Home » Intelligent Design, Mind, Neuroscience » Lose that scarlet letter, will you? When researchers rip off, who is to blame a wunderkind science writer?

Lose that scarlet letter, will you? When researchers rip off, who is to blame a wunderkind science writer?

 We’ve written recently about materialist science writer Jonah Lehrer, author of Imagine, resigning after making up Dylan quotes.  (There were also issues around plagiarism, and there had been early warning signs ).

One honest neuroscientist pointed out the truth: Neuroscience itself is a mess.

Imagine: People take seriously a materialist attempt to understand an obviously non-material function like consciousness. What’s not to go wrong? Next, we’ll have a materialist explanation for pi or the square root of minus one …  Boy, will we make progress …

Seriously, one earnest fellow accuses Lehrer of turning his back on science, and “a betrayal of the fundamentally pure enterprise that is science.”

Aw come off it! Do we have to rehearse the Marc Hauser and Diedrik Stapel scandals again? Or point out that many of their peers have similar problems, though maybe not quite at the same level? (Where their own terrified grad students hang them out to dry … )?

To make sense of this situation, we must begin by all owning the whole problem. And that is why Stanton Peele’s “What’s Really Wrong with Jonah Lehrer — and Us” (Huffington Post, 08/02/2012) is a breath of fresh air:

Lehrer’s regular appearance in these iconic publications speaks to a larger issue — our desperation to make common sense out of neuroscientific discoveries, which many feel hold out the keys to our happiness and well being. And that is Lehrer’s worst sin — his simplistic, almost ludicrous, efforts (given the name “reductionism” in philosophy of science) to boil down the workings of the artistic mind to biological platelets. This can’t be done, as reviewers of Mr. Lehrer’s work pointed out well before his duplicity was uncovered. That Lehrer’s preposterous reductive effort was so widely welcomed by the public and leading publications is what we most need to be concerned about.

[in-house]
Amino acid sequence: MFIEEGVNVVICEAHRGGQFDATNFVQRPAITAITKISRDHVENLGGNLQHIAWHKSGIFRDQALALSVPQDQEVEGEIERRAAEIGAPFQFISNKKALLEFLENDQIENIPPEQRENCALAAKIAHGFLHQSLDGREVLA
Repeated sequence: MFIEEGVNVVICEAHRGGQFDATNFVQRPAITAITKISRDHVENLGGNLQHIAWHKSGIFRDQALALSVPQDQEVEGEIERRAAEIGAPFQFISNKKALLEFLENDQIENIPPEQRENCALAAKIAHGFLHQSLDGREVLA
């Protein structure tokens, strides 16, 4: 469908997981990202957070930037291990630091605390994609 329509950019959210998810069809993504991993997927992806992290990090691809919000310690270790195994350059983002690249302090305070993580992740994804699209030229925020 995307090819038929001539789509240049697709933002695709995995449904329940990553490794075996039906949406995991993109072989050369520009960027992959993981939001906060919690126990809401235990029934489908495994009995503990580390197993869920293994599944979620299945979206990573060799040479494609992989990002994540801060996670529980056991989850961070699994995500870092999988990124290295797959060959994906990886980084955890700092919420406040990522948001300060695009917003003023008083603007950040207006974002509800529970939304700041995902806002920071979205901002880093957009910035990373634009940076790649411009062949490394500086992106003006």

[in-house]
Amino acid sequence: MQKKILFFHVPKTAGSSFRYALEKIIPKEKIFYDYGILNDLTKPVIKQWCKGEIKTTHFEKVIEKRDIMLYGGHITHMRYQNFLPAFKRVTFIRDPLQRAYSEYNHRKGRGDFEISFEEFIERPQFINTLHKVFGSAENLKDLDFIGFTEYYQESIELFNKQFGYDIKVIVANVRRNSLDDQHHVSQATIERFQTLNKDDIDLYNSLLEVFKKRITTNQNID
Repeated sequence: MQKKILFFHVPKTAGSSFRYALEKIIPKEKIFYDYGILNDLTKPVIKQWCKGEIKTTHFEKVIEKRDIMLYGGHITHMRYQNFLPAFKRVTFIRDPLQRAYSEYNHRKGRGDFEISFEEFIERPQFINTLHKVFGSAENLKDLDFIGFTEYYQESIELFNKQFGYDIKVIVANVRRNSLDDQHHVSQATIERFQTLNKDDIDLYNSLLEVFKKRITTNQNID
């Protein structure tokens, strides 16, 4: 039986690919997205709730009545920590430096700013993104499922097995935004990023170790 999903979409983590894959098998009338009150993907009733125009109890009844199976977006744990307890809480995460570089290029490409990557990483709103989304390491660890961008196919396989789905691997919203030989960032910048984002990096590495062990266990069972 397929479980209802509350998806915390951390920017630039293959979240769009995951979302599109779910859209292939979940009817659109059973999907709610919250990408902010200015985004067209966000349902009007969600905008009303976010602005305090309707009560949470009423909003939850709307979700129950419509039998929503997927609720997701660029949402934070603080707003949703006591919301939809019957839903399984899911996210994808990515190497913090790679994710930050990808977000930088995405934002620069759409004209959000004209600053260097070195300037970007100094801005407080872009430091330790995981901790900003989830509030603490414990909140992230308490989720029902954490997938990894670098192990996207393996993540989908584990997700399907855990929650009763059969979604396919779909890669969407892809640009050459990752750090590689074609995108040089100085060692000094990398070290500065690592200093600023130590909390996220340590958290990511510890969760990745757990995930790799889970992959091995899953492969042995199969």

In other words, the lack of intellectual integrity in Lehrer’s work has been obvious all along. Only our cultural institutions welcomed it nonetheless because it fulfilled our need for bite-sized intellectual products.

Okay, so we wanted a simple, materialist explanation for our minds, and Jonah manufactured it for us, and we bought it, and then the whole idea collapsed in fantasy, fiction, and fraud. So let’s all wear the scarlet letter, or else LOSE it somewhere.

In other words, if we believed him, we all betrayed science. He is not our problem. We are.

See also: Materialist neuroscientist admits that his stance is a “leap of faith” Wow. Honest.

Hat tip: Stephanie West Allan at Brains on Purpose

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2 Responses to Lose that scarlet letter, will you? When researchers rip off, who is to blame a wunderkind science writer?

  1. News,

    “Next, we’ll have a materialist explanation for pi or the square root of minus one … ”

    pi simply comparing circle diameter to same circle circumference, ni más ni menos. if in geometry euclidean, is one value. if in geometry not euclidean, value change.

    sergio

  2. Strangely, sergiomendes, there are people out there who would need a materialist explanation for what is simply an immaterial concept. It doesn’t matter if they are not taken seriously. It does if they are.

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